SHARK ATTACK 3: MEGALODON (2002) – 26th July, Bristol Improv Theatre

It’s John Barrowman vs. a 60ft prehistoric shark… that changes size throughout the film! 

Shark Attack 3

To celebrate, the release of Jason Statham vs. a prehistoric shark film The Meg, we’re showing the original ‘Megalodon’ film – Shark Attack 3: Megalodon – from the director of Kickboxer!

NB – in the fourth book of the Meg series, Hell’s Aquarium, which The Meg is based on, there’s a character named after Bristol Bad Film Club founder Timon Singh – true story

Today, ‘mega-shark’ movies are everywhere, but back in 2002, the idea of unleashing a prehistoric shark on the modern world was pretty new. Sure, ‘shark attack’ films were an obvious side-effect of the success of Jaws, but instead of a 25ft killer shark… surely a 60ft one would be even better?!

The first two Shark Attack films had been cheap Jaws rip-offs, but when the Israeli/South African-produced series decided to really go ‘big’, the result was one of the most infamously poor, yet highly entertaining, shark films of all times.

It has everything:

  • Unnecessary nudity
  • Plenty of stock footage
  • Stilted acting
  • And a pre-Doctor Who John Barrowman doing everything he can to put off his fellow performers.

The result? A monster movie that delivers plenty of shark attacks mixed with lots of National Geographic footage, however it is the dialogue and low budget effects that have really made this film infamous.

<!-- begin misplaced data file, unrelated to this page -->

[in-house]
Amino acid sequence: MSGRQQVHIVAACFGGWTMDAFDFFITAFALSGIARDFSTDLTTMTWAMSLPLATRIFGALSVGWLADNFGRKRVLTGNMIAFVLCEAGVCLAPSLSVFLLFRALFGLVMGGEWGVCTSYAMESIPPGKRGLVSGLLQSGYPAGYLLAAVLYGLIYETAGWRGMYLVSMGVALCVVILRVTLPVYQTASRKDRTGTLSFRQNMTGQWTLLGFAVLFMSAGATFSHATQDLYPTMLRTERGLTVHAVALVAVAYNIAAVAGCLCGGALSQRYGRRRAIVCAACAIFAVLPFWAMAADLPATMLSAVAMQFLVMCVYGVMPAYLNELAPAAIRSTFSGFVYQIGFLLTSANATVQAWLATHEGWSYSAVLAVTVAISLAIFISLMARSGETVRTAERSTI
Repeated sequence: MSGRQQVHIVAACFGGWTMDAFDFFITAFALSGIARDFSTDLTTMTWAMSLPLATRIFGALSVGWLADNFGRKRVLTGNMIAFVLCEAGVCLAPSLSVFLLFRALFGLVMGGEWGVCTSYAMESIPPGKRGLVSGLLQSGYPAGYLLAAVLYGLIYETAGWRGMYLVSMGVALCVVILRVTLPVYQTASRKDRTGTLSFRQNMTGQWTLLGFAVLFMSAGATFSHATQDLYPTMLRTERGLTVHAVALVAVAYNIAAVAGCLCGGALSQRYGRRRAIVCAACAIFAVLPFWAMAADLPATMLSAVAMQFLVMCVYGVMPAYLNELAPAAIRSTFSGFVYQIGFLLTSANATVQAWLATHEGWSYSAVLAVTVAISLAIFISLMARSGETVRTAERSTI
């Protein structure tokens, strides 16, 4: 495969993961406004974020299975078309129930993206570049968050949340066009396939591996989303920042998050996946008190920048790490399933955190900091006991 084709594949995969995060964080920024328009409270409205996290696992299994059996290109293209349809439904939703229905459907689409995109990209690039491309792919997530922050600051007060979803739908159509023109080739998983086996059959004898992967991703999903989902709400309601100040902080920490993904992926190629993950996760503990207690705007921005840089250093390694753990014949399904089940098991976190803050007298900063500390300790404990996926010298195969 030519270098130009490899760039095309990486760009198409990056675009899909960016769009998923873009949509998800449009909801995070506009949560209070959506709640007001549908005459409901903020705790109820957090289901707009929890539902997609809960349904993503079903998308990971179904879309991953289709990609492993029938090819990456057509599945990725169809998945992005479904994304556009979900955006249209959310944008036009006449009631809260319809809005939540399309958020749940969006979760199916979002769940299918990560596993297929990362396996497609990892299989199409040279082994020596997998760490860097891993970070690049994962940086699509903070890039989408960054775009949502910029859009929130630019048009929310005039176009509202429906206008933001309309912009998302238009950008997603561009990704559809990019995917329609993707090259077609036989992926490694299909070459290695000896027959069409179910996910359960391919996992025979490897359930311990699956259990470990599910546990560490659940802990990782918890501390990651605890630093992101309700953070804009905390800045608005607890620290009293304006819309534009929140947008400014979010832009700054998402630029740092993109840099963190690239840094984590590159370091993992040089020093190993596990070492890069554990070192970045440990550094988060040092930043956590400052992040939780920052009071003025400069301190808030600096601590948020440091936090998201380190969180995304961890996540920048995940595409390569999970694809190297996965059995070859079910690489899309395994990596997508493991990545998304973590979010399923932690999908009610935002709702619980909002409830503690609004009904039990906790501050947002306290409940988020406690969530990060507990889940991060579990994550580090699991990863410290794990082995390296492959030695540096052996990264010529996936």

Behold the trailer.

When two researchers discover a colossal shark’s tooth off the Mexican coast their worst fears surface – the most menacing beast to ever rule the waters is still alive and mercilessly feeding on anything that crosses its path.

When: 8.00pm, Thursday, 26th July 2018

Location: Bristol Improv Theatre, 50 St Paul’s Rd, Bristol BS8 1LP, UK

Tickets: £5 (all profits going to The Ocean Clean-Up Project)

TICKETS ON SALE NOW

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“[An} apropos motion picture maxim for Shark Attack 3: Megalodon would read “this time…it’s miserable…Or horrible…Or copyright infringeable.” Bill Gibron, DVD Verdict

“Sure this one may be “so bad it’s good” but there’s something about the flick’s outright plagiarism that prevents me from offering it even a backhand compliment” Scott Weinberg, eFilmCritic.com

“The camp value is high and the laughs are almost non-stop.  One must wonder if this was all just an accident, or if the writers and directors are more clever than we thought.” SlightWarped.com

 

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